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Zombies rule proves reading that contract is vital

By Emily Paisley

Published 28/06/2016

Worthington's advise business clients
Worthington's advise business clients

Nobody reads the terms and conditions. That might have been what Amazon's legal department thought when it inserted an unusual provision into the lengthy terms & conditions imposed by Amazon Web Services [or AWS] and relating to the acceptable use of its new games development engine, Lumberyard.

The material provision, Section 57.10 says: "Acceptable Use; Safety-Critical Systems. Your use of the Lumberyard Materials must comply with the AWS Acceptable Use Policy. The Lumberyard Materials are not intended for use with life-critical or safety-critical systems, such as use in operation of medical equipment, automated transportation systems, autonomous vehicles, aircraft or air traffic control, nuclear facilities, manned spacecraft, or military use in connection with live combat. However, this restriction will not apply in the event of the occurrence (certified by the United States Centers for Disease Control or successor body) of a widespread viral infection transmitted via bites or contact with bodily fluids that causes human corpses to reanimate and seek to consume living human flesh, blood, brain or nerve tissue and is likely to result in the fall of organized civilization."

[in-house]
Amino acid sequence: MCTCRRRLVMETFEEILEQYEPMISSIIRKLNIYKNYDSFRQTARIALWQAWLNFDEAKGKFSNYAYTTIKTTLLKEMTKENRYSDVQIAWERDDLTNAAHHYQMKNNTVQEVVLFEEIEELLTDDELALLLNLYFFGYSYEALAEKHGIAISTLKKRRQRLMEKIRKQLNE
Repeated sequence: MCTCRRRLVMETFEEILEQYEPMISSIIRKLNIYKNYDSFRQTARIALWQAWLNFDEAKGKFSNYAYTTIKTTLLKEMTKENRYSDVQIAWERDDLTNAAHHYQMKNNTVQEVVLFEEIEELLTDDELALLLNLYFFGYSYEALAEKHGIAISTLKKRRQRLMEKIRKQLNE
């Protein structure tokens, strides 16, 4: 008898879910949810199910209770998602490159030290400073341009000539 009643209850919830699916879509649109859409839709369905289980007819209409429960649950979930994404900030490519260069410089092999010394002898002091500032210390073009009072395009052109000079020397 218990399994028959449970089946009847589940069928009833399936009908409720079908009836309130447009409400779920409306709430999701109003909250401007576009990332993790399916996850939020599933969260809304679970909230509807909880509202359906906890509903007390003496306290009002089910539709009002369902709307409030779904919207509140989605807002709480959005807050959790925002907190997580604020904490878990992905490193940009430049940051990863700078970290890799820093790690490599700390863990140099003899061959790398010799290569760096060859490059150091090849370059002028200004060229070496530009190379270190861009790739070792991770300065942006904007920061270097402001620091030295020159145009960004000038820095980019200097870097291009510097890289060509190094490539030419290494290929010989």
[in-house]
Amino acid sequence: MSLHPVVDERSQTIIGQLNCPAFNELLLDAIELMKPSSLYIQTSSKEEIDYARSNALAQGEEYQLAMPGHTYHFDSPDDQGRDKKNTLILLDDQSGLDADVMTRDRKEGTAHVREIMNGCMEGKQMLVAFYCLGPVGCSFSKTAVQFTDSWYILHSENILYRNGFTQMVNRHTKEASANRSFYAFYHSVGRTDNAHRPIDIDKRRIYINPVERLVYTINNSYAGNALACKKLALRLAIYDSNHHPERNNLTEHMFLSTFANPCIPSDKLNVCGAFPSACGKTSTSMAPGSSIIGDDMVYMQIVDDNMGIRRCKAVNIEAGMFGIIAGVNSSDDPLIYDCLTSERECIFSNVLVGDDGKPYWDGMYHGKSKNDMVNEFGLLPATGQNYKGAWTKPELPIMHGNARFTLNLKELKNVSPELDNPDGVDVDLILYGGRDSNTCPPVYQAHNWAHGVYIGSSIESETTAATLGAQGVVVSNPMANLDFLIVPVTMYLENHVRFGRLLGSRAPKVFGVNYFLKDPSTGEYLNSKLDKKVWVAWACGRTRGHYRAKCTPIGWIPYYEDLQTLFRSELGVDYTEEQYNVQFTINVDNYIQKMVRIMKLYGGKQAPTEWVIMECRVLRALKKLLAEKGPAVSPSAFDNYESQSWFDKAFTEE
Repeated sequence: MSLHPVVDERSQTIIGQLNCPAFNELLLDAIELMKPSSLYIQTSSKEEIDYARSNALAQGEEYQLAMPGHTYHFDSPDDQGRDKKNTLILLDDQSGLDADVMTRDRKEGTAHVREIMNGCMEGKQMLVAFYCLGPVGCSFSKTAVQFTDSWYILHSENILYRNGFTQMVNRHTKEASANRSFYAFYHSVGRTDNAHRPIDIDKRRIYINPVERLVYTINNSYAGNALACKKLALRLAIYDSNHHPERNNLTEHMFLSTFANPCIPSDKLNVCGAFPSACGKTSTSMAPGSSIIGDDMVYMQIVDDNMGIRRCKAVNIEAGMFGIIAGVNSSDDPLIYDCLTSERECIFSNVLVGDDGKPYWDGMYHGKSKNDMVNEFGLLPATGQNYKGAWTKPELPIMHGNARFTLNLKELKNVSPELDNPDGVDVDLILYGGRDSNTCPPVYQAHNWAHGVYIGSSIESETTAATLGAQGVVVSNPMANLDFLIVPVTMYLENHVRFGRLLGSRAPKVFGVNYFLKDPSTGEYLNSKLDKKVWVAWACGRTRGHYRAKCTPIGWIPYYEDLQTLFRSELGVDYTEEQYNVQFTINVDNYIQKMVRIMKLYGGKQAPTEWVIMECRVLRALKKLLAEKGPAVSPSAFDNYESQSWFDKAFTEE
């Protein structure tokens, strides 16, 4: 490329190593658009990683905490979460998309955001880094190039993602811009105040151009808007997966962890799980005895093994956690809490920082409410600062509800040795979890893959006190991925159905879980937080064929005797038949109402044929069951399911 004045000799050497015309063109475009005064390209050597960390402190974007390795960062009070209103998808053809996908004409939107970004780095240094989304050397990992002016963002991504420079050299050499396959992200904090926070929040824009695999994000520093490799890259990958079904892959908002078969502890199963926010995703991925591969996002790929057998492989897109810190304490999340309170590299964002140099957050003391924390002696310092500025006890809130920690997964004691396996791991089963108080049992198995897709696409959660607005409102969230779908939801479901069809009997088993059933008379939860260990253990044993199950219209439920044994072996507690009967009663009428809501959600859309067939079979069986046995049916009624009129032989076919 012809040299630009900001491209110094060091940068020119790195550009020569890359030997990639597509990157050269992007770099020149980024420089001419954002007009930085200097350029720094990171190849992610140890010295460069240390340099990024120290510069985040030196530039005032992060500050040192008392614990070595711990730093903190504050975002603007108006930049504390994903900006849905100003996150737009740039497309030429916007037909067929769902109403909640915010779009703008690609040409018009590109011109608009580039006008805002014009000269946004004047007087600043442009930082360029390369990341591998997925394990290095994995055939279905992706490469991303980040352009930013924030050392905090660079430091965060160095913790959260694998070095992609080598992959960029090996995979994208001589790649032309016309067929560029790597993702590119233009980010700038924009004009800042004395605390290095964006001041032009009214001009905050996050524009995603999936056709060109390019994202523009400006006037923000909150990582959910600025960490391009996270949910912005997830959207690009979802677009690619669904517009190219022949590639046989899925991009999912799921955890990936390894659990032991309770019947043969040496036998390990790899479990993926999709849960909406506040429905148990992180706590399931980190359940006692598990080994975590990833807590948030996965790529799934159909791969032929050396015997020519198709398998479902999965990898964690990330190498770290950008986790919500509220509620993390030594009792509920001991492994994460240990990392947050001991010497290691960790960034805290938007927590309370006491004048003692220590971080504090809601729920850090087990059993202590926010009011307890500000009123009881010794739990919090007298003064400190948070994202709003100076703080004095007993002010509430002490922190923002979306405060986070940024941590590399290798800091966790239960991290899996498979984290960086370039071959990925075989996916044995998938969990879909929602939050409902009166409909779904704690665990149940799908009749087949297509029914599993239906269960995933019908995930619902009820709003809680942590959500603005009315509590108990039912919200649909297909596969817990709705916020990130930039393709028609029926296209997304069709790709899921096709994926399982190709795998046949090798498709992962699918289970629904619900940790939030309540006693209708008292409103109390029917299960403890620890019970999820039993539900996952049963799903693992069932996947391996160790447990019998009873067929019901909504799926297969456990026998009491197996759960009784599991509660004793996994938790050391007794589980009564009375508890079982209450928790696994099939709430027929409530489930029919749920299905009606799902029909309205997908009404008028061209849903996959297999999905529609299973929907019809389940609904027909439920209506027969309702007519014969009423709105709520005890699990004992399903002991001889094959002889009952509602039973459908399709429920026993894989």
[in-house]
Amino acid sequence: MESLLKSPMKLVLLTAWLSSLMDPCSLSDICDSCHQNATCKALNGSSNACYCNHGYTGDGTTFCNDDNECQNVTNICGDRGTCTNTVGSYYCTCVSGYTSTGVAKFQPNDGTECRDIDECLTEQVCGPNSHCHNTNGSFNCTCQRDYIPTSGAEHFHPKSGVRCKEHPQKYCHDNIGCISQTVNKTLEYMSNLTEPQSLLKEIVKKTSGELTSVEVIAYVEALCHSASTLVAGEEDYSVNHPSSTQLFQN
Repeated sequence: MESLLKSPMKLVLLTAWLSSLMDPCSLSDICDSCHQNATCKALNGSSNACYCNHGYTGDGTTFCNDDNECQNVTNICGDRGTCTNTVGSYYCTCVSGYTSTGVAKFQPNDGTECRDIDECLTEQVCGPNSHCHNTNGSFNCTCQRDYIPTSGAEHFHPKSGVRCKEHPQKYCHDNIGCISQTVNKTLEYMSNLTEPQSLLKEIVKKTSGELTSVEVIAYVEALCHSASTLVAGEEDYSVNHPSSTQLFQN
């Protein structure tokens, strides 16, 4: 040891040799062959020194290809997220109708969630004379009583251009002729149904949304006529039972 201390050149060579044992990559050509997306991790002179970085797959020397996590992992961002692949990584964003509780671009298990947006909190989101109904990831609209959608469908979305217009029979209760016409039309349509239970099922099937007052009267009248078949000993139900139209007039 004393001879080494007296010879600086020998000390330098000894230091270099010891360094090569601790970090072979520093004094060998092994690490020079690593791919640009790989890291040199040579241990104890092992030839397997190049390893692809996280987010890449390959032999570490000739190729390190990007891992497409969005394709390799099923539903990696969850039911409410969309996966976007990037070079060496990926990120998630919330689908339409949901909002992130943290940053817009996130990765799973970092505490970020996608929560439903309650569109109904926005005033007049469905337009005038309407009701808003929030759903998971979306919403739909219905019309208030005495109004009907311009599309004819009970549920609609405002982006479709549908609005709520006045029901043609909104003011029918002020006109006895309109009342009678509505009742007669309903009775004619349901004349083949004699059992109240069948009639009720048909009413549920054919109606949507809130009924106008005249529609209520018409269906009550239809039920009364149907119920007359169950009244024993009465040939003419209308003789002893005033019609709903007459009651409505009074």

Unless Amazon knows something we don't, this clause is unlikely to ever have any effect or application. So why is this clause there at all?

Perhaps this is simply tongue in cheek drafting to see if anyone ever reads through their terms & conditions. Clearly people do, and indeed should, read and consider such terms before they enter into contracts. Often, terms are only properly considered in the event of a dispute, when it may be too late to argue that certain provisions do or do not apply.

It might be that this is a far sighted strategy to try and gain an advantage in the event of a legal dispute?

Such a provision could convey that the terms are not simply a standard precedent, but have been carefully prepared and considered from the outset. It might even suggest that Amazon has a sense of humour, thereby endearing Amazon to the court?

Either way, whether deliberate or not, this is subtle and clever advertising on the part of Amazon and serves as a reminder that you should take the time to review, and understand the implication of the entirety of the terms & conditions before you enter into any contract.

Worthingtons regularly advise business clients to implement and update their Terms and Conditions, but doubt that we will be advising that a zombie apocalypse clause is strictly necessary.

Emily Paisley is a Trainee Solicitor in the Commercial Litigation Department at Worthingtons Solicitors. For advice, please visit, or telephone 028 9043 4015

Belfast Telegraph

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